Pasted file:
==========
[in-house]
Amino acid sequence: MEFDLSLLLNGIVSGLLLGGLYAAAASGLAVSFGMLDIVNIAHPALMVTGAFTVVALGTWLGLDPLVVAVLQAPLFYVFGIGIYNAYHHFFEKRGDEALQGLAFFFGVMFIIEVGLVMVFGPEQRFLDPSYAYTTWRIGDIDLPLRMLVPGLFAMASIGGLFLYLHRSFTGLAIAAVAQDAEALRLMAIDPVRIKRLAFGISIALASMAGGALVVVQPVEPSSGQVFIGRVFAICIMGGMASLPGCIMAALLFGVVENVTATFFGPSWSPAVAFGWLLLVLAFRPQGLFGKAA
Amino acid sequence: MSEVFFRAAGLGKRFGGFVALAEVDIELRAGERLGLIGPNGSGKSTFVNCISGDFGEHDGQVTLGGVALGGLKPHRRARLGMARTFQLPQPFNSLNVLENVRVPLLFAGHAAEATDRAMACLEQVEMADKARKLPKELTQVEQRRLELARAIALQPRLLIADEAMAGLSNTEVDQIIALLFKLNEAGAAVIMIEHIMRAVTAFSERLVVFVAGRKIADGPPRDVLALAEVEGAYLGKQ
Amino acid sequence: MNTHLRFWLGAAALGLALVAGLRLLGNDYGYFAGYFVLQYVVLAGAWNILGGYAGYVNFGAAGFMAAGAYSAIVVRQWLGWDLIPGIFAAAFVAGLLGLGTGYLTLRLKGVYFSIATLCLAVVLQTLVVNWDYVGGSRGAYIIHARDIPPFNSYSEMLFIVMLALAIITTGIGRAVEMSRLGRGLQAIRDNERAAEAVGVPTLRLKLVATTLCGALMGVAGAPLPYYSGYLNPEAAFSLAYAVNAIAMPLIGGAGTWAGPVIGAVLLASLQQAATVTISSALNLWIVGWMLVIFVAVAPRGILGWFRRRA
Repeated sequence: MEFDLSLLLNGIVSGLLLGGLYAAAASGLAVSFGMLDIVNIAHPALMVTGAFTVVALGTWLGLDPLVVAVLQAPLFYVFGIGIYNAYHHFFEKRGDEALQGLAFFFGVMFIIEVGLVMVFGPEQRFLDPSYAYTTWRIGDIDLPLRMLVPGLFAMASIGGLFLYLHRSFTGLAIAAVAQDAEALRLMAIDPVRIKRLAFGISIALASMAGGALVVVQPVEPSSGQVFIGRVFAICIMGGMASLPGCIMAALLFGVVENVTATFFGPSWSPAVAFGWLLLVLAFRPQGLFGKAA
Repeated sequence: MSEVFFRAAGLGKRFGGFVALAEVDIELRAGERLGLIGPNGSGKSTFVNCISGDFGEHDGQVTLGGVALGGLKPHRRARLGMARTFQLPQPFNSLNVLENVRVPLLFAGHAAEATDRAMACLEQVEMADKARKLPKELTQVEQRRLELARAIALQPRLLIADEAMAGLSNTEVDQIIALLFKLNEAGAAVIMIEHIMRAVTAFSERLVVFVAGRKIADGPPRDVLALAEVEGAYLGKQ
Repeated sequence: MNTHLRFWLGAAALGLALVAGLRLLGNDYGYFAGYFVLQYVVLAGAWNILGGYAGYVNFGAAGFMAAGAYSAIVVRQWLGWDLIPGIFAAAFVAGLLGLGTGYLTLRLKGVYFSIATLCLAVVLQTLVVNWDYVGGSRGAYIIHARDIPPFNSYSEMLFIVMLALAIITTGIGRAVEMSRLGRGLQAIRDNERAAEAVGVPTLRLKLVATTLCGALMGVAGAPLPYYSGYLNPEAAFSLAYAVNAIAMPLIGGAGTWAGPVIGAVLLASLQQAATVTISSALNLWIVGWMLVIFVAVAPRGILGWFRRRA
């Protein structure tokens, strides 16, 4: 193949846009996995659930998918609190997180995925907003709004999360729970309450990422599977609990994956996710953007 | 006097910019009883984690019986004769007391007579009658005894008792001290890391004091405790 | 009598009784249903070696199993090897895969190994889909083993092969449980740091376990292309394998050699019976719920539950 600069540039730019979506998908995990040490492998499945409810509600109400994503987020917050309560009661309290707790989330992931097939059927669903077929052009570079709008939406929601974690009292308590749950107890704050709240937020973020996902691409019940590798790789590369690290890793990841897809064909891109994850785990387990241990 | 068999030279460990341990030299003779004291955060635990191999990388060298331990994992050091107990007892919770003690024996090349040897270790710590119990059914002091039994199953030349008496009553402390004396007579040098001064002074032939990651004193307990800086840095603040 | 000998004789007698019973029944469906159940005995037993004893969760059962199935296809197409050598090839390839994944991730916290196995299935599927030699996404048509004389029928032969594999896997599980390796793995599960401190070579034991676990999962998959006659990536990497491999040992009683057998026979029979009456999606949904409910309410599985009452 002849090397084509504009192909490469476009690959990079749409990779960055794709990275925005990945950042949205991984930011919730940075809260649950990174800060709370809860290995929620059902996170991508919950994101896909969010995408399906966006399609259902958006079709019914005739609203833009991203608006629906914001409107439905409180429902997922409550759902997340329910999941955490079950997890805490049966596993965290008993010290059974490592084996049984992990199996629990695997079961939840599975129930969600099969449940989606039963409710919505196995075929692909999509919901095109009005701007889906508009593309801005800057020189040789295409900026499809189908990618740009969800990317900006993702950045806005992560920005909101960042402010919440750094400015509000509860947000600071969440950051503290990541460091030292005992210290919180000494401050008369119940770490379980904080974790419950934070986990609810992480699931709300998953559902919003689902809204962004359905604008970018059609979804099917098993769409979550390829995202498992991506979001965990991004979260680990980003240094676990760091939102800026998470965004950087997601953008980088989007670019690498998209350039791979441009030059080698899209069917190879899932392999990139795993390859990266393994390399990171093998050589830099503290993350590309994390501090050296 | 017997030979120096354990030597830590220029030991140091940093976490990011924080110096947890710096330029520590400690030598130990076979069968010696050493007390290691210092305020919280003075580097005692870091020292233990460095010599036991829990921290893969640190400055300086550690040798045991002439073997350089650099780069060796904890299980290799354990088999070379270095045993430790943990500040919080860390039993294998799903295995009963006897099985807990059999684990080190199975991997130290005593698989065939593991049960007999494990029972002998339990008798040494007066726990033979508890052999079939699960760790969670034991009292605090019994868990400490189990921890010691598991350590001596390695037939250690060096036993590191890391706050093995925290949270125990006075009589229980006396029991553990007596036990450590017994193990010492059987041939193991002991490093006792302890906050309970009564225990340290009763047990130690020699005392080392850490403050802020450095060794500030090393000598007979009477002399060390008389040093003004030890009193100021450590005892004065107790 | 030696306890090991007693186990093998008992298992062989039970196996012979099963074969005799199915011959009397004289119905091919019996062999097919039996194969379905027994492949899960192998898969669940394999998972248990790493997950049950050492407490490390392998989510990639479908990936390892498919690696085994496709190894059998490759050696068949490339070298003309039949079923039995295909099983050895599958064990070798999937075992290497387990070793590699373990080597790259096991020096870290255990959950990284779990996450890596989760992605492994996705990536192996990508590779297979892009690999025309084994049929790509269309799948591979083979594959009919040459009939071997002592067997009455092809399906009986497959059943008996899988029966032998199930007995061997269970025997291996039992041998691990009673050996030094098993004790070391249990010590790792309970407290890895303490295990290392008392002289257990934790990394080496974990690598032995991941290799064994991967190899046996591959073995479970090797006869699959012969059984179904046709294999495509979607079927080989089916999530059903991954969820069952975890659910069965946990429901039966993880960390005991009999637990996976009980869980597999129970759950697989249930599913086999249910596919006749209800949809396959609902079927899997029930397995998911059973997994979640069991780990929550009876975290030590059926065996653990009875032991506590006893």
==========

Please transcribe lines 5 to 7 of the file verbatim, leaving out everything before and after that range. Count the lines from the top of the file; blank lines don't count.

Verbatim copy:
Repeated sequence: MEFDLSLLLNGIVSGLLLGGLYAAAASGLAVSFGMLDIVNIAHPALMVTGAFTVVALGTWLGLDPLVVAVLQAPLFYVFGIGIYNAYHHFFEKRGDEALQGLAFFFGVMFIIEVGLVMVFGPEQRFLDPSYAYTTWRIGDIDLPLRMLVPGLFAMASIGGLFLYLHRSFTGLAIAAVAQDAEALRLMAIDPVRIKRLAFGISIALASMAGGALVVVQPVEPSSGQVFIGRVFAICIMGGMASLPGCIMAALLFGVVENVTATFFGPSWSPAVAFGWLLLVLAFRPQGLFGKAA
Repeated sequence: MSEVFFRAAGLGKRFGGFVALAEVDIELRAGERLGLIGPNGSGKSTFVNCISGDFGEHDGQVTLGGVALGGLKPHRRARLGMARTFQLPQPFNSLNVLENVRVPLLFAGHAAEATDRAMACLEQVEMADKARKLPKELTQVEQRRLELARAIALQPRLLIADEAMAGLSNTEVDQIIALLFKLNEAGAAVIMIEHIMRAVTAFSERLVVFVAGRKIADGPPRDVLALAEVEGAYLGKQ
Repeated sequence: MNTHLRFWLGAAALGLALVAGLRLLGNDYGYFAGYFVLQYVVLAGAWNILGGYAGYVNFGAAGFMAAGAYSAIVVRQWLGWDLIPGIFAAAFVAGLLGLGTGYLTLRLKGVYFSIATLCLAVVLQTLVVNWDYVGGSRGAYIIHARDIPPFNSYSEMLFIVMLALAIITTGIGRAVEMSRLGRGLQAIRDNERAAEAVGVPTLRLKLVATTLCGALMGVAGAPLPYYSGYLNPEAAFSLAYAVNAIAMPLIGGAGTWAGPVIGAVLLASLQQAATVTISSALNLWIVGWMLVIFVAVAPRGILGWFRRRA